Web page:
Characterization and functional analysis of a slow cycling stem cell-like subpopulation in pancreas adenocarcinoma

Open Access
Research Paper

DOI: 10.1007/s10585-009-9260-0

Cite this article as:
Dembinski, J.L. & Krauss, S. Clin Exp Metastasis (2009) 26: 611. doi:10.1007/s10585-009-9260-0


Evidence suggests that multiple tumors, including pancreatic adenocarcinoma, display heterogeneity in parameters that are critical for tumor formation, progression and metastasis. Understanding heterogeneity in solid tumors is increasingly providing a plethora of new diagnostic and therapeutic approaches. In this study, a particular focus was put on identifying a subpopulation of stem cell-like, slow cycling tumor cells in a pancreas adenocarcinoma cell lines. Using a label retention technique a subpopulation of slow cycling cells (DiI+/SCC) was identified and further evaluated in the BxPC-3 and Panc03.27 cell lines. These slowly cycling cells managed to retain the lipophilic labeling dye DiI, while the bulk of the cells (>94%) did not. The DiI+/SCC population, showed only a partial overlap with the CSC markers CD24+/CD44+, CD133+ and ALDH but they survived chemotherapeutic treatment, and were able to recreate the initial heterogeneous tumor cell population. DiI+/SCCs exhibited an increased invasive potential as compared with their non-label retaining, faster cycling cells (DiI−/FCC). They also had increased tumorigenic potential and morphological changes resembling cells that have undergone an epithelial to mesenchymal transition (EMT). Analysis of DiI+/SCC cells by real time PCR revealed a selective up-regulation of tell tale components of the Hedgehog/TGFβ pathways, as well as a down-regulation of EGFR, combined with a shift in crucial components implied in EMT. The presented findings offer an expanded mechanistic understanding that associates tumor initiating potential with cycling speed and EMT in pancreatic cancer cell lines.


Cancer stem cell EMT Gli 1 Pancreatic adenocarcinoma Slow cycling Sonic hedgehog (Shh) 





Epithelial to mesenchymal transition


Mesenchymal to epithelial transition


Cancer stem cell


Sonic hedgehog




Glioma-associated oncogene homolog 1


Patched protein homolog 1


Transforming growth factor beta


Epidermal growth factor receptor


Matrix metalloproteinase-2


Matrix metalloproteinase-9


Aldehyde dehydrogenase


DiI positive (label retaining), slow cycling cell


DiI negative (label lost), fast cycling cell


Pancreatic cancer is known for its extensive local tumor invasion and early systemic dissemination. The molecular basis for these characteristics is not yet fully understood. Therefore, despite advances in surgical and medical therapy, little effect has been made on the mortality rate of this disease [1].

Most attempts to better understand the characteristics of pancreatic adenocarcinoma have focused on studying gene and protein expression profiles of total samples of pancreatic adenocarcinoma, and have not taken into account the heterogeneity of cells within a particular tumor. However, based on the concept of cancer stem cells (CSC), claims are made that the ability of a tumor to grow and propagate may depend on small subsets of cells, as only a minority of cancer cells showed extensive proliferation when examined for their proliferative potential in various in vitro or in vivo assays [2, 3, 4]. In particular cells that are either positive for the surface antigens CD24 and CD44, CD133 or display ALDH activity have been reported to exhibit increased self renewal and tumor initiating potential, as well as to give rise to renewed heterogeneity in pancreas adenocarcinoma [3, 4, 5, 6, 7]. Cells with such properties are termed by various authors “CSC” or “tumor initiating cells”.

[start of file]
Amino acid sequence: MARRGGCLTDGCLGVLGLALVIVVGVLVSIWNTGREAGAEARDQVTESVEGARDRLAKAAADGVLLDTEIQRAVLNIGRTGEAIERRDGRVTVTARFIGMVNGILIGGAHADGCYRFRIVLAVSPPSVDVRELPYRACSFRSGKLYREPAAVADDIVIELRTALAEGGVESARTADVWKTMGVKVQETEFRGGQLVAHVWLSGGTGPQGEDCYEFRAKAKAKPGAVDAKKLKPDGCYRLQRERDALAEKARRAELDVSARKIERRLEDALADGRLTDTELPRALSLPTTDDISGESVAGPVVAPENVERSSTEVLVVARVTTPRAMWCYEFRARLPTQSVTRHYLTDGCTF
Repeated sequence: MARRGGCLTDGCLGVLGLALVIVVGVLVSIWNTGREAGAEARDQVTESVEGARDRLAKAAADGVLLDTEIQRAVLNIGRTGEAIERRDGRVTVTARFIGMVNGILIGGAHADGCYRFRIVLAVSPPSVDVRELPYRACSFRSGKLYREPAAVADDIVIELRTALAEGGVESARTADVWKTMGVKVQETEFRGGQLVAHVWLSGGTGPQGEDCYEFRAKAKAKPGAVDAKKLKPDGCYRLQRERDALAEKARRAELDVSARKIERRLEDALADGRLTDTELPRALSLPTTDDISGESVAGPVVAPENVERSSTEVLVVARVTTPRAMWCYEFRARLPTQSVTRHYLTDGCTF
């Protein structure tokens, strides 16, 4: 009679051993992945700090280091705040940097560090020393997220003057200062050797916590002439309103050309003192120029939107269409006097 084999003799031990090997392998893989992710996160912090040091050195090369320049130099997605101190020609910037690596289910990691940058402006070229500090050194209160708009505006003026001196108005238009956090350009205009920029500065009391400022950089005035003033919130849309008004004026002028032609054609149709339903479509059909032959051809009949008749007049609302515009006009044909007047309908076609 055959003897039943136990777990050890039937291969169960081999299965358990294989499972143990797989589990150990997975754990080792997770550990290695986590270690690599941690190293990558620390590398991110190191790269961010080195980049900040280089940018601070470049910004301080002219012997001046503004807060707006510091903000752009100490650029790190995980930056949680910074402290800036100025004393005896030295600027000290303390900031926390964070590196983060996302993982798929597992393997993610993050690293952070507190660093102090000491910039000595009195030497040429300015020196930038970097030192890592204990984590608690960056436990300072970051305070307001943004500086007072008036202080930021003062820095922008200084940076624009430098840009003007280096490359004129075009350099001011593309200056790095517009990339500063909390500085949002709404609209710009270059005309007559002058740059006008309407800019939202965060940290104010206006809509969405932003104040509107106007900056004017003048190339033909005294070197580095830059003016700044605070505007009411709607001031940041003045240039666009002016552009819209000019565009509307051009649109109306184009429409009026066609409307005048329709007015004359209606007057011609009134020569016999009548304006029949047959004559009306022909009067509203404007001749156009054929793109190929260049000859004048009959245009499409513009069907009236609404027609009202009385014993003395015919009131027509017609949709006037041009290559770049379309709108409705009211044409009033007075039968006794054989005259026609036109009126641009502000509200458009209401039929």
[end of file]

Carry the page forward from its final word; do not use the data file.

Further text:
Interestingly, the CD24+/CD44+ cells in pancreas adenocarcinoma also display increased expression of components of the sonic hedgehog (Shh) stem cell signaling pathway [3, 7]. However, the role of the Hh signaling pathway and its mediator, the zinc finger transcription factor Gli1 [8], in etiology and progression of pancreas adenocarcinoma is not fully understood, although there is evidence to support a role of the Hh pathway in this tumor. The central importance of Gli1 mediated signaling was confirmed by a broad genetic analysis of pancreatic cancer that identified genetic alterations in 100% of samples, together with changes in KRAS, TGF, and Wnt/Notch. [9]. All 4 pathways are central in developmental and stem cell biology where they control cell cycle, developmental potential, cell adhesiveness and apoptosis [8, 10]. Although the involvement of these pathways in tumors is well established, less is known about their role and involvement in tumor heterogeneity or subpopulations. Analysis of the correlation of pathways to subpopulations will be of substantial significance.

It is believed that subpopulations of cells within the tumor microenvironment can undergo changes and are the main contributor to metastatic disease. Interestingly, a recent study where a chemo-resistant population of pancreatic cancer cells was created, suggested that the resistant population of cells had undergone EMT changes and was now of a more motile invasive phenotype as compared to the parental line [11]. EMT, as controlled by developmental pathways, is a key player in cancer metastasis as it allows cells to migrate and invade surrounding issues and escape into the bloodstream, en route to establishing metastasis. Once these metastatic cells reach their destination, they can undergo reverse EMT—mesenchymal epithelial transition (MET), to establish secondary tumors.